Thank You Hong Kong, Hello Again Brighton
Let’s rewind to year 10 chemistry, where me and Bex, a girl I only knew the name of, were seated together on one of those two-person science benches. Our classes soon became an eccentric mix of chemicals and bunsen burners intermittently dispersed with chats about Peter Andre, nails, and everything else 14-year-olds discuss.
Fast forward to August of this year and, 10 days after leaving Hong Kong, I had the wonderful honour of bridesmaid in Bex’s gorgeous wedding. Held in a brewery with axe throwing and a burger van, the event was my social debut into my next chapter in the UK. There I met Hannah, who, like me, had lived abroad for many years. One of the first things she said as we spilled details about our former lives, was her shock to find that unlike expats abroad, “no one here ever wants to do anything on a Sunday.” Fuck, I remember thinking, had I made a huge mistake in leaving?
Tearing up my life in the UK and making the jump to Hong Kong for a new job was one of the best decisions I ever made. The thrill of an electric city, swift career growth, and strangers quickly becoming great friends, soon meant my one year contract was extended… and extended… until all of a sudden it had been four whole years. I was, quite simply, living dreams I didn’t even know I had.
But with the political changes accelerating plus a roaring pandemic, I knew it was time to leave. Not only had it been two years since seeing my loved ones, pre-pandemic Hong Kong, with its summer influx of new expats and convenient gateway to discover Asia, was on pause — and for how long we still don’t know.
And now here I am, in my home city of Brighton. The slower pace of life paves way for feelings of respite and reflection, and soon a realisation had hit that, even though these streets have seen me a thousand times before, I hadn’t truly seen them. With new eyes, I’m finding everything noteworthy: the purity of a West Pier sunset; the city’s obsession with turquoise, from the bike share to the seafront railings; the buskers (singing in English!) taking the street corners as their own. I might have grown up here but it was with blindness and insentience. It took time and space to find its beauty and carve a true appreciation of my home.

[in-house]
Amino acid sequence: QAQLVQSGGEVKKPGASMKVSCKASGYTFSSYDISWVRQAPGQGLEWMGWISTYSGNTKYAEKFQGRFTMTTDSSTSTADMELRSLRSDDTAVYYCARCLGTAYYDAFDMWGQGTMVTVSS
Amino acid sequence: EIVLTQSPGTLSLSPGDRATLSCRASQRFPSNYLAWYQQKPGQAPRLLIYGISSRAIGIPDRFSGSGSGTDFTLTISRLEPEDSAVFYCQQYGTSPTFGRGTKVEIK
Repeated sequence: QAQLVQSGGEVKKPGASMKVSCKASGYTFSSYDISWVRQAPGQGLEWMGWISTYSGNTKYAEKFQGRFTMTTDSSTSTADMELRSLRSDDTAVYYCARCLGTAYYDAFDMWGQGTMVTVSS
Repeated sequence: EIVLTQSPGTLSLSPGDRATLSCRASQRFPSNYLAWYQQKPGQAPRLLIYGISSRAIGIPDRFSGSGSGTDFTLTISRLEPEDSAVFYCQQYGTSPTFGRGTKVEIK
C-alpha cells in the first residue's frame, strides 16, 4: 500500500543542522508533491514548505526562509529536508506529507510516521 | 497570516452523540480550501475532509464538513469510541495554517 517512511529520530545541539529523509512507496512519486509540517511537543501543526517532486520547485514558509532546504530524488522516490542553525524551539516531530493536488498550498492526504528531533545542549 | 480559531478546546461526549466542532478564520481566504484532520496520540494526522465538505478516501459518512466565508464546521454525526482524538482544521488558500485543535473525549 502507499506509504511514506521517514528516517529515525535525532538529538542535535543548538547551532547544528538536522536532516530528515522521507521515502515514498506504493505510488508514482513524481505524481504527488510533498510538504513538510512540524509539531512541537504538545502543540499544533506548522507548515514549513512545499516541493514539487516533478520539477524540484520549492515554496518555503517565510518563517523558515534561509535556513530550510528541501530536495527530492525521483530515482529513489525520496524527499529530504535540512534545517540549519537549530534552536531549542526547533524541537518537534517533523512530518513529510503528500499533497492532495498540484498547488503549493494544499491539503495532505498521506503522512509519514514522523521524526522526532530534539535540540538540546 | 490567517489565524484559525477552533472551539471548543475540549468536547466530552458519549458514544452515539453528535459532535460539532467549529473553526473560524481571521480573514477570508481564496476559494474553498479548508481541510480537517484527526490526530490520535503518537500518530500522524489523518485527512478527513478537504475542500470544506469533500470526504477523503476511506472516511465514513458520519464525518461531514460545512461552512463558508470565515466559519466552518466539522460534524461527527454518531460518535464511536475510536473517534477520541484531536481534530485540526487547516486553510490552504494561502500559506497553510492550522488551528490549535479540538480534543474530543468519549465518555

It is disconcerting to return. Because, yes, I’ve ‘moved back’ to Brighton, but the city (and me) have clearly moved forward: my (old) favourite radio station in the city has ceased operations; familiar roads are now exclusively for buses; the inpouring of vape stores and bubble tea counters strikingly evident.
Perhaps miscellaneously yet the most significant, I feel as though I am relearning vital logistics: remembering to push the button for the green person to cross the road has been a source of confusion and amusement (for context, they were all automatic in Hong Kong). It’s a peculiar feeling being a stranger in the city you spent the first 18 years of your life.
The upsides are still brilliant. There’s my loved ones of course. A new workplace. Those are the big ones but the small ones are equally as important. Brighton gives me the confidence to experiment more with my style. I can breathe fresh salty sea air. And my nostalgia is through the roof; moving around the city remembering the after-school hangouts on the beach, and passing by the bars, still in existence luckily, I snuck into underage.
And I think that’s really the crux of it, that happiness and sadness, delight and longing, can coexist together, blends of juxtaposing emotions arriving in waves and consuming my whole body. Seeing my school friends, those who stood alongside me through the turbulent teenage years, is wonderful. Our friendship is old, easy, constant, even as our lives frayed; diverting paths and individual ambitions. Yet I still yearn for the people of Hong Kong, the friends who built the magic of our mid-twenties, anchored to me for eternity after the emotion and exhaustion of both protest and pandemic.
For me, the feelings of leaving Hong Kong and returning to Brighton are rolled into one odd ball of excitement, vulnerability, and grief. Hong Kong is the backdrop to so many fantastic adventures and marks a life I had loved and curated, but Brighton’s elation and familiar warmth gives way to a change of routine and a new version of me.
Over the last four months, I’ve dived into my next chapter and leaned into the paradox of emotions that come with an end and a new beginning. I knew it was my time to say goodbye to Hong Kong — the city and I had given all we could to one another — but I still don’t yet feel ready to completely let it go. I’m all too aware that my Hong Kong era will soon be a distant memory, and the finality of this is already unsettling.
Alongside all the bittersweet heartache, the lasting sentiment of my time there will always be gratitude, gratitude to have fallen endlessly in love with the city and for the extraordinary people who accompanied me with love and belief. Hong Kong offered the nourishment for me to grow into the person sitting here today. I am more wholly me than ever before.
Truly truly thank you, Hong Kong.